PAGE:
My numbness grows with every new hashtagged name of someone killed by the police. I don’t have an inherent problem with police officers; lots of people in my life have been, or currently are, cops. They care about their work, they do their best. I do have problems with institutions that do not fix their problems and with occupational cultures that let professional malfeasance go uncorrected. One way to see the killing of Black people in traffic stops and such as an extreme form of professional malfeasance; many in my Twitter feed has argued this is how the system is designed. They aren’t necessarily wrong, in that all power structures are built to be self-perpetuating. I expect more from police officers. I want to dictate the norms of a profession that I am not in, I want to demand they be better than people with authority tend to be, because this profession is funded through my taxes, this profession exists explicitly to serve society at large, and I’m concerned with the boundaries of the society that’s served doesn’t always include everyone in it. I fear the codification of racial prejudice through the enforcement arm – to quote a philosopher-cop I used to TA for, law is pretty much only that which is enforced. I’ve been having the same conversation with a lot of white people – this isn’t really about if cops are inherently bad people, it’s more about what happens when the job done is lacking. Some occupations really need you to rise above prejudices and the big-picture aggregate is disheartening. One way white supremacy reinforces itself is by making everything about the inherent goodness or not, and then defines goodness as a weird socially-located set of intentions for the pale and perfection for people of color.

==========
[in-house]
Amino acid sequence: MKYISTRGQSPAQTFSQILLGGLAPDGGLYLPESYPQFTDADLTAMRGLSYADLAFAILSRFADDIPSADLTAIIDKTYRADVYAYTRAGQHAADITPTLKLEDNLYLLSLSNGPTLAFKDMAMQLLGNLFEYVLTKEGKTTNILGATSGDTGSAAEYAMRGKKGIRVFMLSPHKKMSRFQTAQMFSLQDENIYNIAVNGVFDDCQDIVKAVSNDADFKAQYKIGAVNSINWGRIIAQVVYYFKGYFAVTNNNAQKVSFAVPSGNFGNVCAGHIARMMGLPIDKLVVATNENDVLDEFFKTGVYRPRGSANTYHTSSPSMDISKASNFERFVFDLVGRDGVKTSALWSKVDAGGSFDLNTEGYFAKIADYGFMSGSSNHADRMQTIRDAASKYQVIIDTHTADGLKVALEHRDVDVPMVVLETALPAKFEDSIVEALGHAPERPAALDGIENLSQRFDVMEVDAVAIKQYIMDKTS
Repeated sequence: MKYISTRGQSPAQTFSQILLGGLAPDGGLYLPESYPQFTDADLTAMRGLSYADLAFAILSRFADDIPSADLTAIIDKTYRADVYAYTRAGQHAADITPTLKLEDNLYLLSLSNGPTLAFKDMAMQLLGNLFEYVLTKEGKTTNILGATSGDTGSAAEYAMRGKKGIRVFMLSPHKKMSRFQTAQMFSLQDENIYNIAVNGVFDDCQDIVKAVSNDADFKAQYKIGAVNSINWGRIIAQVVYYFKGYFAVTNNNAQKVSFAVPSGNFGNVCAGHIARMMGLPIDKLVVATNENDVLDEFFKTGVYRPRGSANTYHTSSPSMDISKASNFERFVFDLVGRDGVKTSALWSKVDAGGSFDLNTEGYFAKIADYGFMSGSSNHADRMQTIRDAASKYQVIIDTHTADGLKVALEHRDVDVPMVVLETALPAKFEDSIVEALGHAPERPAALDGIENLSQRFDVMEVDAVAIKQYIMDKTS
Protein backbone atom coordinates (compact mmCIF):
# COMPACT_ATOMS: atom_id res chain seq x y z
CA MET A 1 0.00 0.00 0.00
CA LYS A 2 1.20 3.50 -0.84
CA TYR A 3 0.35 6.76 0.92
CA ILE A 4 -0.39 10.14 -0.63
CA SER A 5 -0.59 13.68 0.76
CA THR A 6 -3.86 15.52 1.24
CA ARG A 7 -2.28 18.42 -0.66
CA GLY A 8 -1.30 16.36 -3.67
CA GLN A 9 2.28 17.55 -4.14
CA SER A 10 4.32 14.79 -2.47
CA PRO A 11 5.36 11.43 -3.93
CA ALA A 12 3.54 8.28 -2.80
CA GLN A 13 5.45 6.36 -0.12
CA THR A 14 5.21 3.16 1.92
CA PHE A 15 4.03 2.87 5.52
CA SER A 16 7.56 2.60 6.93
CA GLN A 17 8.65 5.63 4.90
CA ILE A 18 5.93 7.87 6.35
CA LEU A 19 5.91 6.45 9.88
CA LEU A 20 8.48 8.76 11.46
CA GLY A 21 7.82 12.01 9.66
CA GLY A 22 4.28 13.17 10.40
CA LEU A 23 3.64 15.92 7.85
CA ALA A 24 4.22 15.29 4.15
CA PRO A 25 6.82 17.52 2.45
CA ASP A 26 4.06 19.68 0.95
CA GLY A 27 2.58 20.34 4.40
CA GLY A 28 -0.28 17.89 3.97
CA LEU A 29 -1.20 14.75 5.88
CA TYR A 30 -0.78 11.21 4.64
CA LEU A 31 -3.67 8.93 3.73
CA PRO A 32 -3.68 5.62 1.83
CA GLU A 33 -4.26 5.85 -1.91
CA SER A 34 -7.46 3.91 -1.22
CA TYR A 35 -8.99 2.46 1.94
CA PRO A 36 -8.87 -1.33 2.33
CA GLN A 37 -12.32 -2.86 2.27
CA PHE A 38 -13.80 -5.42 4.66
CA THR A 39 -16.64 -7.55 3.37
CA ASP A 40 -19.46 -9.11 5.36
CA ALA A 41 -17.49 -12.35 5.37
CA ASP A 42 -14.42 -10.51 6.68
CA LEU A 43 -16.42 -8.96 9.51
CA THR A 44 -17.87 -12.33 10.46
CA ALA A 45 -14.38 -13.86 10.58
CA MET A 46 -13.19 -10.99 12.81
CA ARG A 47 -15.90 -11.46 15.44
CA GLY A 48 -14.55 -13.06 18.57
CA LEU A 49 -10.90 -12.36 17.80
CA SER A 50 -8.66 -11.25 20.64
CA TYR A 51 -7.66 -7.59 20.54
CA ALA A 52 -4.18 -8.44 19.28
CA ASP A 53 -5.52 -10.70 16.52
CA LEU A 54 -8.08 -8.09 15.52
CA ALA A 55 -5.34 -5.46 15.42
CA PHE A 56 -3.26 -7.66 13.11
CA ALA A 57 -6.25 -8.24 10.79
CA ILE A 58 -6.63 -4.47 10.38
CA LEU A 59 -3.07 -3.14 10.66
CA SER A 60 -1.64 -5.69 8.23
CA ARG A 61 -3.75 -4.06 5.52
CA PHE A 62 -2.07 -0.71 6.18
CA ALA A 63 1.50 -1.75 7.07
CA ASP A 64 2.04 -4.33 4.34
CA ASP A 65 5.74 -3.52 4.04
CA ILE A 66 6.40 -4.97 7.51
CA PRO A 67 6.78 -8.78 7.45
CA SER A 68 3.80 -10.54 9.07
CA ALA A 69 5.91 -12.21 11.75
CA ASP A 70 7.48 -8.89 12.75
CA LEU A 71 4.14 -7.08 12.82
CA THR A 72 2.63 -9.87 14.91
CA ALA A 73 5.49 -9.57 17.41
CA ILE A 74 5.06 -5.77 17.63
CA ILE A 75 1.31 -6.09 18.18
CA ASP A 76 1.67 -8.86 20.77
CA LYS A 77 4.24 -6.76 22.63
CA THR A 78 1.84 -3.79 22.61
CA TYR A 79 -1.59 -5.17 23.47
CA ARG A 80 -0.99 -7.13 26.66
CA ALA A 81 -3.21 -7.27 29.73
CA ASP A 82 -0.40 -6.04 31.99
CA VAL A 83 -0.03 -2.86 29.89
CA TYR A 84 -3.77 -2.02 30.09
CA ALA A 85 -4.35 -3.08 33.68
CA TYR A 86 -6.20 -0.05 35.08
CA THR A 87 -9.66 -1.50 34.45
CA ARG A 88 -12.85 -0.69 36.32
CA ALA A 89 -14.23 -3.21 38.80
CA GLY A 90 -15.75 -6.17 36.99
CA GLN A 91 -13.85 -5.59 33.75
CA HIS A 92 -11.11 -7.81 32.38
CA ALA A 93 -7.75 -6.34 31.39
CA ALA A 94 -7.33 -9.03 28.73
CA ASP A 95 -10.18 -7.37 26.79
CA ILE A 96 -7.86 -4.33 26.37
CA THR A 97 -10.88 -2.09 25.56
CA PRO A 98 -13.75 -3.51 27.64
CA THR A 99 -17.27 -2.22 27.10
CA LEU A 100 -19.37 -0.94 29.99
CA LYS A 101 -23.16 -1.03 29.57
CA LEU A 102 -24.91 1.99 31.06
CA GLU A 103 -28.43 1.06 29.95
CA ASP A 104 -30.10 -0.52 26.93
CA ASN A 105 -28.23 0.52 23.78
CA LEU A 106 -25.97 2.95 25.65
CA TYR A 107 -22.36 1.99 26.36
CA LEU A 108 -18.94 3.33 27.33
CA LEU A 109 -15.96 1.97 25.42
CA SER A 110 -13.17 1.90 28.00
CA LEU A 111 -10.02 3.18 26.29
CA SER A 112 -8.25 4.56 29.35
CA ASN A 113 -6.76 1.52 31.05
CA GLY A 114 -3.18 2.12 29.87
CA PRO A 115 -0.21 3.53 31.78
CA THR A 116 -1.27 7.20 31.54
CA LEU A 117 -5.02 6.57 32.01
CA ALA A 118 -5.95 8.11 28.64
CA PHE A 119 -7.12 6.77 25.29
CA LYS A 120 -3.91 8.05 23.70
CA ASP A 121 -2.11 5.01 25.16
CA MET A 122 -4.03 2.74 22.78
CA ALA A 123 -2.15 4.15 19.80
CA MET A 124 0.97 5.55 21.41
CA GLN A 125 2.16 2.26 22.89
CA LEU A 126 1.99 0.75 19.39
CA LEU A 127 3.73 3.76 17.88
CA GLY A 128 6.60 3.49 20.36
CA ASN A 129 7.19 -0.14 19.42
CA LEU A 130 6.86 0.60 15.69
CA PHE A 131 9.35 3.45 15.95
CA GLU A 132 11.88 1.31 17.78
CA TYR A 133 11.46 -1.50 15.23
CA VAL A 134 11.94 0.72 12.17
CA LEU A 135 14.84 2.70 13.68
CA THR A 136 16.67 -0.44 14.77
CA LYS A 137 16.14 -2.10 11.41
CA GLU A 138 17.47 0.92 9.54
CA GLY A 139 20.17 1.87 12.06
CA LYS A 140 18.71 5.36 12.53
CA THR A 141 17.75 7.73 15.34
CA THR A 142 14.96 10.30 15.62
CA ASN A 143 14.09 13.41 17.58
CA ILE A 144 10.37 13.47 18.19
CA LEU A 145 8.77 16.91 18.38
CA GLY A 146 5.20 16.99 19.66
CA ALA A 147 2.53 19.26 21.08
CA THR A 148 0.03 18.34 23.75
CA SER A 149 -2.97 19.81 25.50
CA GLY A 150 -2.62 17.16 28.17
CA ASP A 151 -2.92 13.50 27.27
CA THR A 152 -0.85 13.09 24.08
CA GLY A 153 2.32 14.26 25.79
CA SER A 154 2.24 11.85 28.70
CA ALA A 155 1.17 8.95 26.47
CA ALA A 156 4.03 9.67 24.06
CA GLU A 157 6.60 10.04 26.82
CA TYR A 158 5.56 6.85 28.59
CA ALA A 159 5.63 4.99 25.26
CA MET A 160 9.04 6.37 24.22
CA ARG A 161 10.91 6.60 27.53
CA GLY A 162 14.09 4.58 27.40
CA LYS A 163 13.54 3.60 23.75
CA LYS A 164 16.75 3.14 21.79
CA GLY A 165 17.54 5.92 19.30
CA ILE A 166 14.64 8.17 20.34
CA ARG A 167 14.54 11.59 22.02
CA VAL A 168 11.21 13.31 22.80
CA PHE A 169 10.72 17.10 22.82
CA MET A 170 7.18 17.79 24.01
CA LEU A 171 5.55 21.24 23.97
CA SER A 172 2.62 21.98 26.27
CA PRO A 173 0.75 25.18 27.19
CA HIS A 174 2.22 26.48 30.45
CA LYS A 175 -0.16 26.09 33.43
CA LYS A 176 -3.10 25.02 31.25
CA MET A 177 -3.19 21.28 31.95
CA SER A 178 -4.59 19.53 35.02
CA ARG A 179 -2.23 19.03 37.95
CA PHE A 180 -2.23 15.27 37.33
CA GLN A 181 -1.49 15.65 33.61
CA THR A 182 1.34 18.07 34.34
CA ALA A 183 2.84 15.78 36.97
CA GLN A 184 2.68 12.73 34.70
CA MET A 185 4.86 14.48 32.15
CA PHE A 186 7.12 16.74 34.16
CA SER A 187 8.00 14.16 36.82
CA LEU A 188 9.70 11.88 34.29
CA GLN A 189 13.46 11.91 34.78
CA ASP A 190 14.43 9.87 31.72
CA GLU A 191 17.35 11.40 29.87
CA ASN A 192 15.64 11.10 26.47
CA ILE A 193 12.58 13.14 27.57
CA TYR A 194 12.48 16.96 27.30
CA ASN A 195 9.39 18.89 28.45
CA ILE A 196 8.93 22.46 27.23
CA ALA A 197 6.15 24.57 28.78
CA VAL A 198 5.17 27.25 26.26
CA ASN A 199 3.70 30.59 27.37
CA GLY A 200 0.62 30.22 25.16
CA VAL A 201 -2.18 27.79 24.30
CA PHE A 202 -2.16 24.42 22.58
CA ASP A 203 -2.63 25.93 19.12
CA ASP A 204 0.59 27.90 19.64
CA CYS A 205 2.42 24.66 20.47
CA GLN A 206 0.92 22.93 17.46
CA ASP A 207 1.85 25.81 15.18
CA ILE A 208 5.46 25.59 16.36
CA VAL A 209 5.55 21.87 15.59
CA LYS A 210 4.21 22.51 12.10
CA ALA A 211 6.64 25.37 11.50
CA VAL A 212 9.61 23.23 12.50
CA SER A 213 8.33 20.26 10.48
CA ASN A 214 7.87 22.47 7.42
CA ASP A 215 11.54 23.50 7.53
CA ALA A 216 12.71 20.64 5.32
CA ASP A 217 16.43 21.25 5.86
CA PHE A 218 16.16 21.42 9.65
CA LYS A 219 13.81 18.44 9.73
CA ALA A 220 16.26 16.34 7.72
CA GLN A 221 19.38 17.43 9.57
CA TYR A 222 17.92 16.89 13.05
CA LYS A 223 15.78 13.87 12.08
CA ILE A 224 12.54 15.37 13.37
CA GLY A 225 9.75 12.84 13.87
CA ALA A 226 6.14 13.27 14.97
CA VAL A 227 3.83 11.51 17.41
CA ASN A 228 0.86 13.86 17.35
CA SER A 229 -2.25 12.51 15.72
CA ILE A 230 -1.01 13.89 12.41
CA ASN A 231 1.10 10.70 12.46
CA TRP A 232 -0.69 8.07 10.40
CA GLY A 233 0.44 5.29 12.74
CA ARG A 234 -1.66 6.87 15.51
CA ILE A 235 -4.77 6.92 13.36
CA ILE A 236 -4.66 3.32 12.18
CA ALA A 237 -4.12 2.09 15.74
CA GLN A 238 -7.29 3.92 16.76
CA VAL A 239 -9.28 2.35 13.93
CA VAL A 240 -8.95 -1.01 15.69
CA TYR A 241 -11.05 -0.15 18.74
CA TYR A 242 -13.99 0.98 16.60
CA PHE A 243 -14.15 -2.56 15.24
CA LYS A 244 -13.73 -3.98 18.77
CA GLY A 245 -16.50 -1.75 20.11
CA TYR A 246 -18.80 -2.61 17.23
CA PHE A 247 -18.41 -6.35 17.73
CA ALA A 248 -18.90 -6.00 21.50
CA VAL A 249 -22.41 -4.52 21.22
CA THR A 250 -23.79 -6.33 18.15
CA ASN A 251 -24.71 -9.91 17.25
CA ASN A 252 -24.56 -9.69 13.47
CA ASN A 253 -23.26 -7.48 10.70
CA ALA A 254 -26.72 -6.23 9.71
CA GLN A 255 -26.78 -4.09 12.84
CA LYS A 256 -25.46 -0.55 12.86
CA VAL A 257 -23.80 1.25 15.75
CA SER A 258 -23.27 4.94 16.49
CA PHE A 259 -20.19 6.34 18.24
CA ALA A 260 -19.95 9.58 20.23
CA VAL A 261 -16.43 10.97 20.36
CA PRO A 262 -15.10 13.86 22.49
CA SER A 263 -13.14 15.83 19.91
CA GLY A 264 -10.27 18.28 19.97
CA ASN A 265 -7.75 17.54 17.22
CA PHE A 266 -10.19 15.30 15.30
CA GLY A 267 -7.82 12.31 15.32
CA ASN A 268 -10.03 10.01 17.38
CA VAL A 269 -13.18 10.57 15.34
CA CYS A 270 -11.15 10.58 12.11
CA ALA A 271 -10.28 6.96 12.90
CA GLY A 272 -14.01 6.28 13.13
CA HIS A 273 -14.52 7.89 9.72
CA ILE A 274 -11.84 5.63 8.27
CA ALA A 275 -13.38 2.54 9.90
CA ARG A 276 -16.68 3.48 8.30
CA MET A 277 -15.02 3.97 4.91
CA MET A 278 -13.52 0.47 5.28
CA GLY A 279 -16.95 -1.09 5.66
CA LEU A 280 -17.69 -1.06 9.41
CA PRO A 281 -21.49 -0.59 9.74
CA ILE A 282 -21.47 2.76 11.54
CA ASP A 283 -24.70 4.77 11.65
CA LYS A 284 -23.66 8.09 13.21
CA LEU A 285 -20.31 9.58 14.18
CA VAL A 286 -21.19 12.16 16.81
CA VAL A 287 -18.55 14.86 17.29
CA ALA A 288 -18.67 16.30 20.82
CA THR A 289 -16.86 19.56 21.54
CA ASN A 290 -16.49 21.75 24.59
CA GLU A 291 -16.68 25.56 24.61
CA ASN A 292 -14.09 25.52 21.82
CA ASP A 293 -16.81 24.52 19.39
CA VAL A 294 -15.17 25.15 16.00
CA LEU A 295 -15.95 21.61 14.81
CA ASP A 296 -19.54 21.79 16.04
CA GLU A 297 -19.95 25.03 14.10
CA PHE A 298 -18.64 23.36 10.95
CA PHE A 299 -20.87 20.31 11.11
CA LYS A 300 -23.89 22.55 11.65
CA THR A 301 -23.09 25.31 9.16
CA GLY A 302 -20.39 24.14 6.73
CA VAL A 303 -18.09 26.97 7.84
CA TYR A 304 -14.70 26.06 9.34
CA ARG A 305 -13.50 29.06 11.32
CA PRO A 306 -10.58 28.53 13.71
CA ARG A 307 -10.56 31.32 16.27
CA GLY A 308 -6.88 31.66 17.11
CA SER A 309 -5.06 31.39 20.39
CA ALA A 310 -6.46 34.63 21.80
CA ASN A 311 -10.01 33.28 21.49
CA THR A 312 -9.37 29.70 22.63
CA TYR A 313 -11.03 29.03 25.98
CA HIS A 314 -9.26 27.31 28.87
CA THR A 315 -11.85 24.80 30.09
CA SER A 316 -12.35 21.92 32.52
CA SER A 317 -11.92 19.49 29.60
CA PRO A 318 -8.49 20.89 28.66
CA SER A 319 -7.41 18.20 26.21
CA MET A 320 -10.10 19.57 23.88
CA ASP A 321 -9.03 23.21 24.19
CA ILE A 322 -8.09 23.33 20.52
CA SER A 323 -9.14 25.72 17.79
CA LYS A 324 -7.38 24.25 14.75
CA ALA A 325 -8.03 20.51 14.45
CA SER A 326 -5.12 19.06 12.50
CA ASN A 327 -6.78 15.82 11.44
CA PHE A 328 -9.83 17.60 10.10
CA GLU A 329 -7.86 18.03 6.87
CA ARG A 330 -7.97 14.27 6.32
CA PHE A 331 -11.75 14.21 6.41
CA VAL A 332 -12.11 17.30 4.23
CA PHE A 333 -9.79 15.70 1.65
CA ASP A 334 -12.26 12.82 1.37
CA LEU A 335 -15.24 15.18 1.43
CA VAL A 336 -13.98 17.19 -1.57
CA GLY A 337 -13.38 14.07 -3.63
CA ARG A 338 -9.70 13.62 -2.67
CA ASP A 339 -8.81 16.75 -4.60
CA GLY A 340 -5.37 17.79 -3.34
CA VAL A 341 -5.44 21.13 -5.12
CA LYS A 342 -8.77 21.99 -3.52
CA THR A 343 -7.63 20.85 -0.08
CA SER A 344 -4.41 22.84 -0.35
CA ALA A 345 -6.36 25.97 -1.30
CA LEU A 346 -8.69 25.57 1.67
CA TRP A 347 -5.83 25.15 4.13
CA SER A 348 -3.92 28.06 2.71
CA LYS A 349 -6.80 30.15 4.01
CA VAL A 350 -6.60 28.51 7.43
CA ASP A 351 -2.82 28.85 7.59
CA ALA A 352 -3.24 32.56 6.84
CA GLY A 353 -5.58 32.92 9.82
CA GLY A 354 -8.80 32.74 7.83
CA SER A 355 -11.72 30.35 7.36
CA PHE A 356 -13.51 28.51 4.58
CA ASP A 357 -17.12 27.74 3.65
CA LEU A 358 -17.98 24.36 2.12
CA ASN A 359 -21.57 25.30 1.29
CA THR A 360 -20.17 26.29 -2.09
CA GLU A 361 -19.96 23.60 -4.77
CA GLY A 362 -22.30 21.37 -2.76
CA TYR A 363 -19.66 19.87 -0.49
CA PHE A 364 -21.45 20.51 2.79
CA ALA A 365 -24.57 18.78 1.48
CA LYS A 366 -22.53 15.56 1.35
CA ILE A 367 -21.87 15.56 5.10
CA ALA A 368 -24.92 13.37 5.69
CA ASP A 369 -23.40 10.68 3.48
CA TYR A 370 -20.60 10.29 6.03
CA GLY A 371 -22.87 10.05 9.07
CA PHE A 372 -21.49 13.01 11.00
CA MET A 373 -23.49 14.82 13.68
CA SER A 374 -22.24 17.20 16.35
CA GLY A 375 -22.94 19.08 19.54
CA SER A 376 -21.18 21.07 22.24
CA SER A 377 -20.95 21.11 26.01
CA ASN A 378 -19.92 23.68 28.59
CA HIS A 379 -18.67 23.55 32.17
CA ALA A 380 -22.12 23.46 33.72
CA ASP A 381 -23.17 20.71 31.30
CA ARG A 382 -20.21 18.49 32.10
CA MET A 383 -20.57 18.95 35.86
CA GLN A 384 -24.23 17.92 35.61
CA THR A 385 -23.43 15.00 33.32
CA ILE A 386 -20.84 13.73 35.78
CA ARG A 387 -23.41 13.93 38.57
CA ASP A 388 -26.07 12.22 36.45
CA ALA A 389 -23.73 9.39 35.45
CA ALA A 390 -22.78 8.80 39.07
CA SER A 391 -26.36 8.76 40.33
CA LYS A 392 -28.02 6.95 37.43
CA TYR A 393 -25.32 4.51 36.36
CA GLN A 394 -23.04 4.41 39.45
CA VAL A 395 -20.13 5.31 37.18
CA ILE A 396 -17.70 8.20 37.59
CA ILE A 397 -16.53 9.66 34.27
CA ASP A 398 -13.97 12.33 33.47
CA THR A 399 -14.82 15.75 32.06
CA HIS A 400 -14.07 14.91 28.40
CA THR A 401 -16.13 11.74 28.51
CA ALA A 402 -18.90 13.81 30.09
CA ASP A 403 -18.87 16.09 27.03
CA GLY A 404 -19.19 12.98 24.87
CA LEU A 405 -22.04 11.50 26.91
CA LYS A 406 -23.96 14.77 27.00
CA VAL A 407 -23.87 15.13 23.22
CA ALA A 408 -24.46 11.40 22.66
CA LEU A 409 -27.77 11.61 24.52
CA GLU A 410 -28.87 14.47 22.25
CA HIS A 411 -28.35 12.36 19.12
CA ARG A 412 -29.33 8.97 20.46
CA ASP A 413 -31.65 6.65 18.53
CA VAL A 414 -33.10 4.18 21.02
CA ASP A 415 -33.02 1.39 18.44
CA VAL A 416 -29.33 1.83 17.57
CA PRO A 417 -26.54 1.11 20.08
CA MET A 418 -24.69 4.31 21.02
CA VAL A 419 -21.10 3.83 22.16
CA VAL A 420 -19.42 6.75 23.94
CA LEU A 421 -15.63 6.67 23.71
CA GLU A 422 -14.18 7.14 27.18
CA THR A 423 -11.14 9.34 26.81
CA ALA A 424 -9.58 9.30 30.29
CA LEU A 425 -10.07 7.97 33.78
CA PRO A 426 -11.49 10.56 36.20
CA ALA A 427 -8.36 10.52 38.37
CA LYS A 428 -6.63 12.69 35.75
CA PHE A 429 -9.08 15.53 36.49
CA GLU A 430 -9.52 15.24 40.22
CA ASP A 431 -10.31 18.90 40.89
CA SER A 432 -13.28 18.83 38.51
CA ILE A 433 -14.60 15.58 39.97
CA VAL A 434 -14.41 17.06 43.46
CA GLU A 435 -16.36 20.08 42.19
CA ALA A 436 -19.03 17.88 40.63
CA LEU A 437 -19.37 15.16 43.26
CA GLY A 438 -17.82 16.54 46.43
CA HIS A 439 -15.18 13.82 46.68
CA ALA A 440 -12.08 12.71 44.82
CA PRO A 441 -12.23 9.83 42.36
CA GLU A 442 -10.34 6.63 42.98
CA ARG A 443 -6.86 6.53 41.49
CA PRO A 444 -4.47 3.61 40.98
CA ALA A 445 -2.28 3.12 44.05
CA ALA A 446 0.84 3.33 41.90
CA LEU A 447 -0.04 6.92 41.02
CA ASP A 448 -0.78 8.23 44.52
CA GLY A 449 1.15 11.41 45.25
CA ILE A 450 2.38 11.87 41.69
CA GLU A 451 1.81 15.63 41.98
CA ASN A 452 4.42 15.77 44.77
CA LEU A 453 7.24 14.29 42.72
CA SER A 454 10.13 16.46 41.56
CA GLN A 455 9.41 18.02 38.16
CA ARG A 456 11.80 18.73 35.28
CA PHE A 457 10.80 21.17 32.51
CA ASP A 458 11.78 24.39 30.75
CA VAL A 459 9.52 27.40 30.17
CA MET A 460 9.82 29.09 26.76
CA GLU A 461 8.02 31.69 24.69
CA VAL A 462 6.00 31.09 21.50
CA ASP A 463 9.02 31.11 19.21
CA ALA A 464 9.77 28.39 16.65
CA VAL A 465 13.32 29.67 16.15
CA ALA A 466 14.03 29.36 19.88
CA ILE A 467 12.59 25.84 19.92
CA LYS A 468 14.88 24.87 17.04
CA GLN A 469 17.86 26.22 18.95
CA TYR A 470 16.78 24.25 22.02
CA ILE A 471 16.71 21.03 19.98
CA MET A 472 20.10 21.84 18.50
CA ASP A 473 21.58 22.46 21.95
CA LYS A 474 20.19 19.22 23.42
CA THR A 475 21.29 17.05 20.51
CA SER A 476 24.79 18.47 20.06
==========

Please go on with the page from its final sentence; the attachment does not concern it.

My numbness seemed to transform into emptiness with Philando Castile. I don’t know why it was him. Maybe it was because I was awake when the video broadcast on Facebook Live. Maybe it’s because his daughter isn’t that much older than mine. Maybe it’s because I recently had my first traffic stop and it was a ten minute speeding ticket and that’s it. I did not watch the video, because the purpose of being awake was to put my son back to sleep. I read Twitter when I rock him to stunt the encroachment of late-night ennui, and that night it was just outrage and sadness. I still haven’t seen the video. I feel like I don’t need to, what I read was awful enough. Then the sniper shot the Dallas Police and I found myself frustrated with the sniper for 1) killing and 2) complicating the narrative because white supremacy demands angelic victims, demands the oppressed rise above all occasions by never having a member of the group do anything wrong. It’s not right of him, of me, none of this is OK. Seems that people are getting a little better at acknowledging that you can demand better policing practices in our country and hold law enforcement officers to high standards *and* believe that the professional malfeasance of some officers doesn’t make belonging to that profession an executable crime. This understanding shouldn’t require people to stretch the muscles of nuance so strenuously, I would have hoped, but here we are.